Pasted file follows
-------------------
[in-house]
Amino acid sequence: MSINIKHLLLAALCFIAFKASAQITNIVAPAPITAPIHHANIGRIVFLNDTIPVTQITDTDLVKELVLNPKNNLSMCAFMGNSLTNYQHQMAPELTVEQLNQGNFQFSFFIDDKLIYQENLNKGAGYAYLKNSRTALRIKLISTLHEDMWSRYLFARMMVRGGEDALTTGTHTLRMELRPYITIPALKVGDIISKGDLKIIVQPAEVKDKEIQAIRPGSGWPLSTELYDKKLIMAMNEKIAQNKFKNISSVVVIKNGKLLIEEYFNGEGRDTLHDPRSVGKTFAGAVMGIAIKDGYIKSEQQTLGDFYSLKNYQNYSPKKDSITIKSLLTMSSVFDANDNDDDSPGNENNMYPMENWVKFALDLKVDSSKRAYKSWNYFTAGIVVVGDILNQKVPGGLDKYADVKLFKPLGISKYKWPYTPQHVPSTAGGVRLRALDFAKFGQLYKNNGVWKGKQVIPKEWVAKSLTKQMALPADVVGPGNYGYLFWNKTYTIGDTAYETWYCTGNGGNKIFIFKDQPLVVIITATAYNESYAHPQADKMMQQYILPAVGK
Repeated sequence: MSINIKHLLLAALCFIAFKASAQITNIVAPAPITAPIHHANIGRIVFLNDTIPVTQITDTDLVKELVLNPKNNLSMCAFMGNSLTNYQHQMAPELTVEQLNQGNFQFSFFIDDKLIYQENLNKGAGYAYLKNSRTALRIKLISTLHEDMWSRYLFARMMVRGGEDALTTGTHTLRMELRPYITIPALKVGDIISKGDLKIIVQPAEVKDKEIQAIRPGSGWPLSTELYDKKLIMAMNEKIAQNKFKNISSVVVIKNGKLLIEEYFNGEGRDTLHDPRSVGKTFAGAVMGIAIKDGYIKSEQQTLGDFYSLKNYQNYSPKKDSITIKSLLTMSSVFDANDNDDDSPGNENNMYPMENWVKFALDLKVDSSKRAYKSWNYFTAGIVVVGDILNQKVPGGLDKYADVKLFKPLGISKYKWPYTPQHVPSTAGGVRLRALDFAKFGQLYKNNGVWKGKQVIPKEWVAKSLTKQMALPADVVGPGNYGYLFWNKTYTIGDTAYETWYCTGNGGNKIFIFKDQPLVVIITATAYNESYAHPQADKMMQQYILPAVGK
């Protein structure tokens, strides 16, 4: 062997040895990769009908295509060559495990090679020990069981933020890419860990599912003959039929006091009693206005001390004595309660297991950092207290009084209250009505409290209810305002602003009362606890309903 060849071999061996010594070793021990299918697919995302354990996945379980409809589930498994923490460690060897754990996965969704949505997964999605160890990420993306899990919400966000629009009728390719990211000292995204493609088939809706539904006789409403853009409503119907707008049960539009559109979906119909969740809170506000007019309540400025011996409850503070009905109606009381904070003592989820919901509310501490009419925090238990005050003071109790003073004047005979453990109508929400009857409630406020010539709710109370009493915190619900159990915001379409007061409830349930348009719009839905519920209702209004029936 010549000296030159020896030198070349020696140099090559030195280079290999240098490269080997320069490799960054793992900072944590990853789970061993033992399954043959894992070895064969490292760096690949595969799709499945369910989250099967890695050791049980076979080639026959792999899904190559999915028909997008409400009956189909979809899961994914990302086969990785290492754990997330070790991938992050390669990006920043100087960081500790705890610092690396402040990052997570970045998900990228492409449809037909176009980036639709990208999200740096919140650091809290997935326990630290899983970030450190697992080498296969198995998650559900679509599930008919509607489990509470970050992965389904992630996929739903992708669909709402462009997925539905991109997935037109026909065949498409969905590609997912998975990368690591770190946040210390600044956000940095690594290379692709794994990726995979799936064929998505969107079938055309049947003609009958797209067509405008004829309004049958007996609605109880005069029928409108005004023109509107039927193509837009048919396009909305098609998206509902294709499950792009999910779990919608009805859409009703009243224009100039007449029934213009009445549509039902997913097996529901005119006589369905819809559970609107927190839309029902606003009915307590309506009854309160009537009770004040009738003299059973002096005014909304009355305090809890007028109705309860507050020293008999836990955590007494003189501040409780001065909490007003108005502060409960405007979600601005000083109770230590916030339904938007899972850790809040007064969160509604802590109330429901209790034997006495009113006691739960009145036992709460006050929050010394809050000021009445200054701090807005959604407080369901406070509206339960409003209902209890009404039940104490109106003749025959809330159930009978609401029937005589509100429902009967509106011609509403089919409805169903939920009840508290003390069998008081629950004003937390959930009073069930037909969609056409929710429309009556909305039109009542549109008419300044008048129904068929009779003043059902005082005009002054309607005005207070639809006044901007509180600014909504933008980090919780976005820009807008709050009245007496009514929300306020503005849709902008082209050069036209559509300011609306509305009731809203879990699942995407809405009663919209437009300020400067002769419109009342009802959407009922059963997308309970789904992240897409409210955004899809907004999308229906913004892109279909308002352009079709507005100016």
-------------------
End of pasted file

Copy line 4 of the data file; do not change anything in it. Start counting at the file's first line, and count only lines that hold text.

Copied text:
């Protein structure tokens, strides 16, 4: 062997040895990769009908295509060559495990090679020990069981933020890419860990599912003959039929006091009693206005001390004595309660297991950092207290009084209250009505409290209810305002602003009362606890309903 060849071999061996010594070793021990299918697919995302354990996945379980409809589930498994923490460690060897754990996965969704949505997964999605160890990420993306899990919400966000629009009728390719990211000292995204493609088939809706539904006789409403853009409503119907707008049960539009559109979906119909969740809170506000007019309540400025011996409850503070009905109606009381904070003592989820919901509310501490009419925090238990005050003071109790003073004047005979453990109508929400009857409630406020010539709710109370009493915190619900159990915001379409007061409830349930348009719009839905519920209702209004029936 010549000296030159020896030198070349020696140099090559030195280079290999240098490269080997320069490799960054793992900072944590990853789970061993033992399954043959894992070895064969490292760096690949595969799709499945369910989250099967890695050791049980076979080639026959792999899904190559999915028909997008409400009956189909979809899961994914990302086969990785290492754990997330070790991938992050390669990006920043100087960081500790705890610092690396402040990052997570970045998900990228492409449809037909176009980036639709990208999200740096919140650091809290997935326990630290899983970030450190697992080498296969198995998650559900679509599930008919509607489990509470970050992965389904992630996929739903992708669909709402462009997925539905991109997935037109026909065949498409969905590609997912998975990368690591770190946040210390600044956000940095690594290379692709794994990726995979799936064929998505969107079938055309049947003609009958797209067509405008004829309004049958007996609605109880005069029928409108005004023109509107039927193509837009048919396009909305098609998206509902294709499950792009999910779990919608009805859409009703009243224009100039007449029934213009009445549509039902997913097996529901005119006589369905819809559970609107927190839309029902606003009915307590309506009854309160009537009770004040009738003299059973002096005014909304009355305090809890007028109705309860507050020293008999836990955590007494003189501040409780001065909490007003108005502060409960405007979600601005000083109770230590916030339904938007899972850790809040007064969160509604802590109330429901209790034997006495009113006691739960009145036992709460006050929050010394809050000021009445200054701090807005959604407080369901406070509206339960409003209902209890009404039940104490109106003749025959809330159930009978609401029937005589509100429902009967509106011609509403089919409805169903939920009840508290003390069998008081629950004003937390959930009073069930037909969609056409929710429309009556909305039109009542549109008419300044008048129904068929009779003043059902005082005009002054309607005005207070639809006044901007509180600014909504933008980090919780976005820009807008709050009245007496009514929300306020503005849709902008082209050069036209559509300011609306509305009731809203879990699942995407809405009663919209437009300020400067002769419109009342009802959407009922059963997308309970789904992240897409409210955004899809907004999308229906913004892109279909308002352009079709507005100016």